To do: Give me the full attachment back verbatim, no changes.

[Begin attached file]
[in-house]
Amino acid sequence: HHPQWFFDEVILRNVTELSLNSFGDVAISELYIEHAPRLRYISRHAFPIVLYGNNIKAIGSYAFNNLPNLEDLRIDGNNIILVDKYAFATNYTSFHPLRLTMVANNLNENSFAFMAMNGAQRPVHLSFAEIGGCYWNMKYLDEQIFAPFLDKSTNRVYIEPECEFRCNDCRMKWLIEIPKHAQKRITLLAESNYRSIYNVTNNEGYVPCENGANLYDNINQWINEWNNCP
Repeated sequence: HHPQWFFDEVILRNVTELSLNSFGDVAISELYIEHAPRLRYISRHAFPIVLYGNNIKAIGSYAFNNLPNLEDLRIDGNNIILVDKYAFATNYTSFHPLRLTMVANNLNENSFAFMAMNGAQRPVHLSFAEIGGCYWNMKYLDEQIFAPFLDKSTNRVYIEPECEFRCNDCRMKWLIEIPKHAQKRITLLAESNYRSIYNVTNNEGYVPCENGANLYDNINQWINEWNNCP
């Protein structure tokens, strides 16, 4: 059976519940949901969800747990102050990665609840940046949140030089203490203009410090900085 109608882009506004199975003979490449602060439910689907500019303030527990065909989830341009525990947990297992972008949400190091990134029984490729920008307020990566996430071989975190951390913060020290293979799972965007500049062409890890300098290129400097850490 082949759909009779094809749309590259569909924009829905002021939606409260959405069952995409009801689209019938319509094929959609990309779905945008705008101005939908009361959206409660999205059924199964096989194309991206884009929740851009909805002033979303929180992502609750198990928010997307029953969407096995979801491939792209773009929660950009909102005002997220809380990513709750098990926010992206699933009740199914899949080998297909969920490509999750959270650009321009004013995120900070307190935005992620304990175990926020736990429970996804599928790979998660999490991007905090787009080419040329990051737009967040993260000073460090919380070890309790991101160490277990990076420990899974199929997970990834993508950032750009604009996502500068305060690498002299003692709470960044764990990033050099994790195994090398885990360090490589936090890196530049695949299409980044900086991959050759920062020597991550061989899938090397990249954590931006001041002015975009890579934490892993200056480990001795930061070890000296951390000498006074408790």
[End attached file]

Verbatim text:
[in-house]
Amino acid sequence: HHPQWFFDEVILRNVTELSLNSFGDVAISELYIEHAPRLRYISRHAFPIVLYGNNIKAIGSYAFNNLPNLEDLRIDGNNIILVDKYAFATNYTSFHPLRLTMVANNLNENSFAFMAMNGAQRPVHLSFAEIGGCYWNMKYLDEQIFAPFLDKSTNRVYIEPECEFRCNDCRMKWLIEIPKHAQKRITLLAESNYRSIYNVTNNEGYVPCENGANLYDNINQWINEWNNCP
Repeated sequence: HHPQWFFDEVILRNVTELSLNSFGDVAISELYIEHAPRLRYISRHAFPIVLYGNNIKAIGSYAFNNLPNLEDLRIDGNNIILVDKYAFATNYTSFHPLRLTMVANNLNENSFAFMAMNGAQRPVHLSFAEIGGCYWNMKYLDEQIFAPFLDKSTNRVYIEPECEFRCNDCRMKWLIEIPKHAQKRITLLAESNYRSIYNVTNNEGYVPCENGANLYDNINQWINEWNNCP
């Protein structure tokens, strides 16, 4: 059976519940949901969800747990102050990665609840940046949140030089203490203009410090900085 109608882009506004199975003979490449602060439910689907500019303030527990065909989830341009525990947990297992972008949400190091990134029984490729920008307020990566996430071989975190951390913060020290293979799972965007500049062409890890300098290129400097850490 082949759909009779094809749309590259569909924009829905002021939606409260959405069952995409009801689209019938319509094929959609990309779905945008705008101005939908009361959206409660999205059924199964096989194309991206884009929740851009909805002033979303929180992502609750198990928010997307029953969407096995979801491939792209773009929660950009909102005002997220809380990513709750098990926010992206699933009740199914899949080998297909969920490509999750959270650009321009004013995120900070307190935005992620304990175990926020736990429970996804599928790979998660999490991007905090787009080419040329990051737009967040993260000073460090919380070890309790991101160490277990990076420990899974199929997970990834993508950032750009604009996502500068305060690498002299003692709470960044764990990033050099994790195994090398885990360090490589936090890196530049695949299409980044900086991959050759920062020597991550061989899938090397990249954590931006001041002015975009890579934490892993200056480990001795930061070890000296951390000498006074408790």